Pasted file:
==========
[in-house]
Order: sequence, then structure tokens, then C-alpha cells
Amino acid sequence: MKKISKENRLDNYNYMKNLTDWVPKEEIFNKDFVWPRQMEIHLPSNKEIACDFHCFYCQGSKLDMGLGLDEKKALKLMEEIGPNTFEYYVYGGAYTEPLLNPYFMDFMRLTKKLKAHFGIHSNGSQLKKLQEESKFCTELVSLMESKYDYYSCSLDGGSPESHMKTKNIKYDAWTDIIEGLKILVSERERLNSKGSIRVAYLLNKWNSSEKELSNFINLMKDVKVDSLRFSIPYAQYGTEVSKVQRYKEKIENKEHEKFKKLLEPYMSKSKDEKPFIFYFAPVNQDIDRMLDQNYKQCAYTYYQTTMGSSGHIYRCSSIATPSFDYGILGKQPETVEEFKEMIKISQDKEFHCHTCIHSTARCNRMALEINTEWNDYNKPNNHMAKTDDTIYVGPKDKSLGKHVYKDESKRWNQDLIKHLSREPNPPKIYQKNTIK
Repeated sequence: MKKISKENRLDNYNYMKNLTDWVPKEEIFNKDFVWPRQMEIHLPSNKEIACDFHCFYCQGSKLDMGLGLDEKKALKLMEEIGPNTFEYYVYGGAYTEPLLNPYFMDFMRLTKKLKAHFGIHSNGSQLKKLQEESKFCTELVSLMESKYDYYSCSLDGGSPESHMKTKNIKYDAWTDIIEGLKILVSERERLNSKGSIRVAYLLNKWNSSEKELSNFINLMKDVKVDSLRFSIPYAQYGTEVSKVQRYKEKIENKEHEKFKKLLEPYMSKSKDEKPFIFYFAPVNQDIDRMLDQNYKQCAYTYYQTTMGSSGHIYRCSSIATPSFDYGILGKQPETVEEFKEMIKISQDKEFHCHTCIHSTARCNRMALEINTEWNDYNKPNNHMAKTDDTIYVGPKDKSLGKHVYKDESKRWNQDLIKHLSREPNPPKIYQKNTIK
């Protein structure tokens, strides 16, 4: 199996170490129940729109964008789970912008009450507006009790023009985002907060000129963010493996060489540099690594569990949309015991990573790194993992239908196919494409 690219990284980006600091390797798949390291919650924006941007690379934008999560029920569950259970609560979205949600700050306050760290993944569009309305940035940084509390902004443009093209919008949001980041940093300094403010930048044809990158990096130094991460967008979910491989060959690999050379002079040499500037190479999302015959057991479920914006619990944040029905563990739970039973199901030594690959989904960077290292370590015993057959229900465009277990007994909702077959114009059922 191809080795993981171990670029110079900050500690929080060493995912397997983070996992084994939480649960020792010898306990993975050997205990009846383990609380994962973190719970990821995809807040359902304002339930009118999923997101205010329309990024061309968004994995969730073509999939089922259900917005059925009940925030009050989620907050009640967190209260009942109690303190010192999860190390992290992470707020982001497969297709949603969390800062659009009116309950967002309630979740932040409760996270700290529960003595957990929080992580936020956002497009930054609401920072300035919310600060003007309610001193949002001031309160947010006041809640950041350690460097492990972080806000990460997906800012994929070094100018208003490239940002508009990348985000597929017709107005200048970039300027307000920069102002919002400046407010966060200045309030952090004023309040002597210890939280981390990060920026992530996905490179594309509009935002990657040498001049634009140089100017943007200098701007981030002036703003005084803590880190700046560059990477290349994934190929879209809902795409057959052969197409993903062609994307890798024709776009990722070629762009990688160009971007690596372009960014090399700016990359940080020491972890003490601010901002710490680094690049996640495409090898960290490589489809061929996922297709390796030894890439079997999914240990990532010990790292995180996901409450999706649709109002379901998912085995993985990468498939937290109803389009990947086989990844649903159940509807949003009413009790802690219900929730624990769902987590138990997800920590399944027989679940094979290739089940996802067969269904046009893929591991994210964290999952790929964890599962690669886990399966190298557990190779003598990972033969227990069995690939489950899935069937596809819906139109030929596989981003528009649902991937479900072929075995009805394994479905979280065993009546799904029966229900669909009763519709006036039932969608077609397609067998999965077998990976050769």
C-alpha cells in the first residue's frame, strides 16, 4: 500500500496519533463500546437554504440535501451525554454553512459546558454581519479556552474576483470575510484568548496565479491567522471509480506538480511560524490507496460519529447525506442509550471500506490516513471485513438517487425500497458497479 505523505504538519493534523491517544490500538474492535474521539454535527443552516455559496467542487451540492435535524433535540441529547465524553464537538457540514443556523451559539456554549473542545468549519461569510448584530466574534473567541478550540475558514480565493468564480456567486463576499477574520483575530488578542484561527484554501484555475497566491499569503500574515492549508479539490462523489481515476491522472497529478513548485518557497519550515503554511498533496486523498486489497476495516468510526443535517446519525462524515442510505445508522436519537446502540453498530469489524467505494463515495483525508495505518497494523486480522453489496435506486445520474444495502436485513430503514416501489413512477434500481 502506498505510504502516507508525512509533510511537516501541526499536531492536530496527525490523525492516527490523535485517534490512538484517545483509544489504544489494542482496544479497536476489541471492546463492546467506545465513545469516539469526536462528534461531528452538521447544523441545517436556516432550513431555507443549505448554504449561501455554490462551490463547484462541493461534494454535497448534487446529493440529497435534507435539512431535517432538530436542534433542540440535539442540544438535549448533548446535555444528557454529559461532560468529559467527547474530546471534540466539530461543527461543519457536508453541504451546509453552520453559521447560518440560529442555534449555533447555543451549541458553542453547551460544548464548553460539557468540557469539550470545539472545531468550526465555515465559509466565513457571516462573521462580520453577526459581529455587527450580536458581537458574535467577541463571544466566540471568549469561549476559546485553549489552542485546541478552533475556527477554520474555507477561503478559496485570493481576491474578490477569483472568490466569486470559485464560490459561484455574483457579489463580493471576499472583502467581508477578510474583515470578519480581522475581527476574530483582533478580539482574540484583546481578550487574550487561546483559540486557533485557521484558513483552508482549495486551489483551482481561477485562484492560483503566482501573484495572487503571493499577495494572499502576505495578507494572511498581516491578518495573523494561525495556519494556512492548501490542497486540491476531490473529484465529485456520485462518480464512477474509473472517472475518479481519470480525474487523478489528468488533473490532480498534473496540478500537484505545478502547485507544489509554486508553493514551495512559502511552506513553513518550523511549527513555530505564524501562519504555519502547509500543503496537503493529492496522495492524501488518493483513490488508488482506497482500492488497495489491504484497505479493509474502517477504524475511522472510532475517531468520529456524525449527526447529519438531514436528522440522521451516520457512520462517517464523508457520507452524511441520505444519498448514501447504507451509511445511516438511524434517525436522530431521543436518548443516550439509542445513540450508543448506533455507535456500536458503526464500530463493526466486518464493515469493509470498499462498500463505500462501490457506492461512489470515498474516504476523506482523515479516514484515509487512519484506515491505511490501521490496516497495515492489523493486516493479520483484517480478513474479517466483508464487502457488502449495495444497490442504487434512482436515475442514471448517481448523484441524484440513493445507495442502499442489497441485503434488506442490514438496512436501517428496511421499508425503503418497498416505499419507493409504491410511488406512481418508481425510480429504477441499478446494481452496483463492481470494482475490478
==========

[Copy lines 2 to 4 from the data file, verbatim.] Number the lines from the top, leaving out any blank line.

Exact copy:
Order: sequence, then structure tokens, then C-alpha cells
Amino acid sequence: MKKISKENRLDNYNYMKNLTDWVPKEEIFNKDFVWPRQMEIHLPSNKEIACDFHCFYCQGSKLDMGLGLDEKKALKLMEEIGPNTFEYYVYGGAYTEPLLNPYFMDFMRLTKKLKAHFGIHSNGSQLKKLQEESKFCTELVSLMESKYDYYSCSLDGGSPESHMKTKNIKYDAWTDIIEGLKILVSERERLNSKGSIRVAYLLNKWNSSEKELSNFINLMKDVKVDSLRFSIPYAQYGTEVSKVQRYKEKIENKEHEKFKKLLEPYMSKSKDEKPFIFYFAPVNQDIDRMLDQNYKQCAYTYYQTTMGSSGHIYRCSSIATPSFDYGILGKQPETVEEFKEMIKISQDKEFHCHTCIHSTARCNRMALEINTEWNDYNKPNNHMAKTDDTIYVGPKDKSLGKHVYKDESKRWNQDLIKHLSREPNPPKIYQKNTIK
Repeated sequence: MKKISKENRLDNYNYMKNLTDWVPKEEIFNKDFVWPRQMEIHLPSNKEIACDFHCFYCQGSKLDMGLGLDEKKALKLMEEIGPNTFEYYVYGGAYTEPLLNPYFMDFMRLTKKLKAHFGIHSNGSQLKKLQEESKFCTELVSLMESKYDYYSCSLDGGSPESHMKTKNIKYDAWTDIIEGLKILVSERERLNSKGSIRVAYLLNKWNSSEKELSNFINLMKDVKVDSLRFSIPYAQYGTEVSKVQRYKEKIENKEHEKFKKLLEPYMSKSKDEKPFIFYFAPVNQDIDRMLDQNYKQCAYTYYQTTMGSSGHIYRCSSIATPSFDYGILGKQPETVEEFKEMIKISQDKEFHCHTCIHSTARCNRMALEINTEWNDYNKPNNHMAKTDDTIYVGPKDKSLGKHVYKDESKRWNQDLIKHLSREPNPPKIYQKNTIK